Remember that to write this query, you need to know which member-property values exist. The ability to discover unique member-property values is the real power of CreatePropertySet(): It not only creates the new calculated members for you, but it searches the member set to determine the complete list of unique member properties for those members.

The CreatePropertySet() function syntax looks like this:

CreatePropertySet( <>,
 <>, <> )

The function accepts three parameters. The Parent Member parameter specifies which dimension member you want to use as the parent for the new calculated members. To create the set of calculated members for the Set parameter, Analysis Services uses the unique values resulting from evaluating the third parameter, Expression. The Expression parameter should evaluate to a string-typed result.

In "Member Properties Revisited," the solution that the development team chose for analyzing a cube that had many member properties included creating an empty dimension in advance, then filling that dimension with calculated members representing each property value. One additional complexity of that cube was that each member-property had many dissimilar member-property values. For example, the member-property Size for the Product dimension had sizes for film, batteries, tires, and so on. And each product type had a different group of member-property values. So, for example, an end user who wanted to analyze batteries would expect to see only sizes for batteries (e.g., AA, AAA, C, D), not tire sizes (60R14, P215/65R16, and so on).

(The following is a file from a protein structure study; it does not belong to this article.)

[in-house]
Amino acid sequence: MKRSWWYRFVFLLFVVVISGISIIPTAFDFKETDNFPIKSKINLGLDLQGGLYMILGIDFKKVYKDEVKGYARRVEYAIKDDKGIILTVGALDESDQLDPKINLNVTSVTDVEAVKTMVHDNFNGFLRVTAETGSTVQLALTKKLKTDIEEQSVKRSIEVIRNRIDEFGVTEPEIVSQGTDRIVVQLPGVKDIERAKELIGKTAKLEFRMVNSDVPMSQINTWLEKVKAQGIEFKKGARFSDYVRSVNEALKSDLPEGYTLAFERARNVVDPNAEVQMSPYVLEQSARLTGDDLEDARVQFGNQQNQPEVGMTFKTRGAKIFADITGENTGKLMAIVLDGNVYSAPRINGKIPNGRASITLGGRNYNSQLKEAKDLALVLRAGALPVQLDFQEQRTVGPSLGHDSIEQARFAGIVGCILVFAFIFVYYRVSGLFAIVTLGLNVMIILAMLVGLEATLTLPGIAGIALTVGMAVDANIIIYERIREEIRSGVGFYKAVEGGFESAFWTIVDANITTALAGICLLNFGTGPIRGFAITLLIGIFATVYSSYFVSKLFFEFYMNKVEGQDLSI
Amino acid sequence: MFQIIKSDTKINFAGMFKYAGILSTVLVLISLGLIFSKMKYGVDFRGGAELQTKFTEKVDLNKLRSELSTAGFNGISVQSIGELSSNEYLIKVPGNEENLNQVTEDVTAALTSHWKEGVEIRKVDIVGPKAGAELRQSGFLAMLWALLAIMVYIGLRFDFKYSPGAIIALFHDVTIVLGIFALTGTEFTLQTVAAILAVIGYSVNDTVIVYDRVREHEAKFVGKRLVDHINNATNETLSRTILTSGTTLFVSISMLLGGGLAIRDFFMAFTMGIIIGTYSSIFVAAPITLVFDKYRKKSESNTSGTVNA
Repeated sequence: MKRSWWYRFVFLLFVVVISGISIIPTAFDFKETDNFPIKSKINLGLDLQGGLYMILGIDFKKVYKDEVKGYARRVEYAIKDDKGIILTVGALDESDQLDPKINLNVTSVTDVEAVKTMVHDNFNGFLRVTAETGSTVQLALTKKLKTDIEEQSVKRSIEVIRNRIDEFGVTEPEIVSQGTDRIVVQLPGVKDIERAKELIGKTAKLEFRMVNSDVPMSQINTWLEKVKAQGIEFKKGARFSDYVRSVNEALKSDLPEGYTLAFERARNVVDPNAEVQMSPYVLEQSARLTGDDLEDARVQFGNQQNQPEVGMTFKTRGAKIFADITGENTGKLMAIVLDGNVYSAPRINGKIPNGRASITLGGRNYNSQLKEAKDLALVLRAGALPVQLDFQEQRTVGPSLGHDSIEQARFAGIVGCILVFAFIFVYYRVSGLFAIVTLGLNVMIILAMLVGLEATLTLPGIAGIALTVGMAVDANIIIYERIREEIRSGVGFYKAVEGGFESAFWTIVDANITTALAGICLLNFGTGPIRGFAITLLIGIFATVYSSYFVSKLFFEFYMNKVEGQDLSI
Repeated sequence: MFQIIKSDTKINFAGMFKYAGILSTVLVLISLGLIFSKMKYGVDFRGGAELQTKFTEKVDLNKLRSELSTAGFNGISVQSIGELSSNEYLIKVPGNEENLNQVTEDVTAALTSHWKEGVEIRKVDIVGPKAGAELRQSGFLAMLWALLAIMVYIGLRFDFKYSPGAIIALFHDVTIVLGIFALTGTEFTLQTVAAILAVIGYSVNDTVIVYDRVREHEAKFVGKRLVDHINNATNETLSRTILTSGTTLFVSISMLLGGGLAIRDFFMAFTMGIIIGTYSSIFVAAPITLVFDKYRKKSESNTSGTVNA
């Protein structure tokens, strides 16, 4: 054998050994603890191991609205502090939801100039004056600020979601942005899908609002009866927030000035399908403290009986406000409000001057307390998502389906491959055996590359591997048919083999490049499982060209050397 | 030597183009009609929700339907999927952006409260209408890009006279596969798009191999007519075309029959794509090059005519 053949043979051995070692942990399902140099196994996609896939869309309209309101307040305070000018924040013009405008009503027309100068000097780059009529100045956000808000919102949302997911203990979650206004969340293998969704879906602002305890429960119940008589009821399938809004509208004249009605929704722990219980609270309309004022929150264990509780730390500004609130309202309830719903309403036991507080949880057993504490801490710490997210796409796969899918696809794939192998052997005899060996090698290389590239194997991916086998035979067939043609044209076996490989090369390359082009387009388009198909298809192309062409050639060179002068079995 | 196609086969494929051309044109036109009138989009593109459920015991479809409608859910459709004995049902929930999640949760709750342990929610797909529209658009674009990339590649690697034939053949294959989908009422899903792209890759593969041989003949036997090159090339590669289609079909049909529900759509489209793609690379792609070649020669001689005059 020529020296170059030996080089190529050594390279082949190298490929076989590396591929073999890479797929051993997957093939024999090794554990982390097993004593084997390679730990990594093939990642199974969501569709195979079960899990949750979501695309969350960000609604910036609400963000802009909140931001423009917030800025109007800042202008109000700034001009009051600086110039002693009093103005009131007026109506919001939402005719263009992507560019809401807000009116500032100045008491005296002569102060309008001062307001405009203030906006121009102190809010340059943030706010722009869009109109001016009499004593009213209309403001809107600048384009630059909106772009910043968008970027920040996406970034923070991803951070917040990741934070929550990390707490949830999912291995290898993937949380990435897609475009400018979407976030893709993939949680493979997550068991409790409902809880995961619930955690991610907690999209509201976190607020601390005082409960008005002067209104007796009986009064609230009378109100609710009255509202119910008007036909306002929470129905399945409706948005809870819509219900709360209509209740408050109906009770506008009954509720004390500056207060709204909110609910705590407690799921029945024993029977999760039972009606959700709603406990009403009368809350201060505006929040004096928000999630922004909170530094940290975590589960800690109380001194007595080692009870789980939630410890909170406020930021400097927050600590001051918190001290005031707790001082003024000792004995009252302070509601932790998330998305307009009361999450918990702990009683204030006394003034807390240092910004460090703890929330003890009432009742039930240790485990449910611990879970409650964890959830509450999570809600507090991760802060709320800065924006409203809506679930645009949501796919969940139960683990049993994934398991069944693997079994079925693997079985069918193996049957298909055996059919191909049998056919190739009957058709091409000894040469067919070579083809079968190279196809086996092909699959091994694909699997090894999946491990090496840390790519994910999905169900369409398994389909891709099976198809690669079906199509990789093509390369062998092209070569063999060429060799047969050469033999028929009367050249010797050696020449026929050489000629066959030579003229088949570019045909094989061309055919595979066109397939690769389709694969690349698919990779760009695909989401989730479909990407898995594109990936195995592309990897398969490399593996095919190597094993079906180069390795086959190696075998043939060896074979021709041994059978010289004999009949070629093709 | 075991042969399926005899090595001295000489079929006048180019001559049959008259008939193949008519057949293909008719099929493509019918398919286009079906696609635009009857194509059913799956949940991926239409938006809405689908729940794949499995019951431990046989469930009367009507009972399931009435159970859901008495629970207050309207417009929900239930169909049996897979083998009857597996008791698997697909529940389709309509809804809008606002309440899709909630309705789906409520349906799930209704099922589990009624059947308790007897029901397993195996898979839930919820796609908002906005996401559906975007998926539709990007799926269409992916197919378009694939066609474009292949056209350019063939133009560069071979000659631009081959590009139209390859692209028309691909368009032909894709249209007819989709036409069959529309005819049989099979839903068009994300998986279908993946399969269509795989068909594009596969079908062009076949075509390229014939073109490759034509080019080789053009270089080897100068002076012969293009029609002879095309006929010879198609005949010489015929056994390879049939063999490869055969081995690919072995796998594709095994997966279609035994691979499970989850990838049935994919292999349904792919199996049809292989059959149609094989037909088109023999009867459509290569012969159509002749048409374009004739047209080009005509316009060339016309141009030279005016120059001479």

The CreatePropertySet() function works perfectly for such a large, complex cube because it lets you determine the unique set of property values for a subset of the products. You simply limit the members that the query passes as the second parameter to CreatePropertySet(). So, for example, if the Name level of the Product dimension had a property called Size, you could execute the following query:

CreatePropertySet( \[EmptyDim1\].\[All\],
Descendants( \[Tire\], \[Product\].\[Name\] ),
 Product.CurrentMember.Properties("Size") )

This example uses all the descendant members of the Tire product at the Name level to determine the unique values of the Size property for all tire products. This function is just what the doctor ordered!

How It Works